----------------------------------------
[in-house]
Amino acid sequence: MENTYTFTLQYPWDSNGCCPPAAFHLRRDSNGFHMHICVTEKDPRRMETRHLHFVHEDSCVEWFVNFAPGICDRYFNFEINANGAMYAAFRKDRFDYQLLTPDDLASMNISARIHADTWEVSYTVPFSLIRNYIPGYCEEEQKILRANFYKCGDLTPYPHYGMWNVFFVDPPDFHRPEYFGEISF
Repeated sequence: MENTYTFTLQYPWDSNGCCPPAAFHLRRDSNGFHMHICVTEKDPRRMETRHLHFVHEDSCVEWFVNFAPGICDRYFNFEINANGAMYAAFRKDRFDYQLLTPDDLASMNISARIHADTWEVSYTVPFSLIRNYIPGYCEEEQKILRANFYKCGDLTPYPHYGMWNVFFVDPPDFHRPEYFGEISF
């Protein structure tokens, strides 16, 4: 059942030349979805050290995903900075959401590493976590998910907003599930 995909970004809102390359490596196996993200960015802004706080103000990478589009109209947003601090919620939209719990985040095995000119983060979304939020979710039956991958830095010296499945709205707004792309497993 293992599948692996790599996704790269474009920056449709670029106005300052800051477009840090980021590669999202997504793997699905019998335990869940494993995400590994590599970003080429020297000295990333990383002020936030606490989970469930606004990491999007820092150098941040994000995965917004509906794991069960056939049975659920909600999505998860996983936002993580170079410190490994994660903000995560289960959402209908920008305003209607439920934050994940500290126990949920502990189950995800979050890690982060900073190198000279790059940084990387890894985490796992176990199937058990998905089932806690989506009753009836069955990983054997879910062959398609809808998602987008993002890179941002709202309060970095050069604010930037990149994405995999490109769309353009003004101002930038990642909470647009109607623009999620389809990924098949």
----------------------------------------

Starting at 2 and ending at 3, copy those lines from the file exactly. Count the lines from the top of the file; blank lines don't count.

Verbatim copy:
Amino acid sequence: MENTYTFTLQYPWDSNGCCPPAAFHLRRDSNGFHMHICVTEKDPRRMETRHLHFVHEDSCVEWFVNFAPGICDRYFNFEINANGAMYAAFRKDRFDYQLLTPDDLASMNISARIHADTWEVSYTVPFSLIRNYIPGYCEEEQKILRANFYKCGDLTPYPHYGMWNVFFVDPPDFHRPEYFGEISF
Repeated sequence: MENTYTFTLQYPWDSNGCCPPAAFHLRRDSNGFHMHICVTEKDPRRMETRHLHFVHEDSCVEWFVNFAPGICDRYFNFEINANGAMYAAFRKDRFDYQLLTPDDLASMNISARIHADTWEVSYTVPFSLIRNYIPGYCEEEQKILRANFYKCGDLTPYPHYGMWNVFFVDPPDFHRPEYFGEISF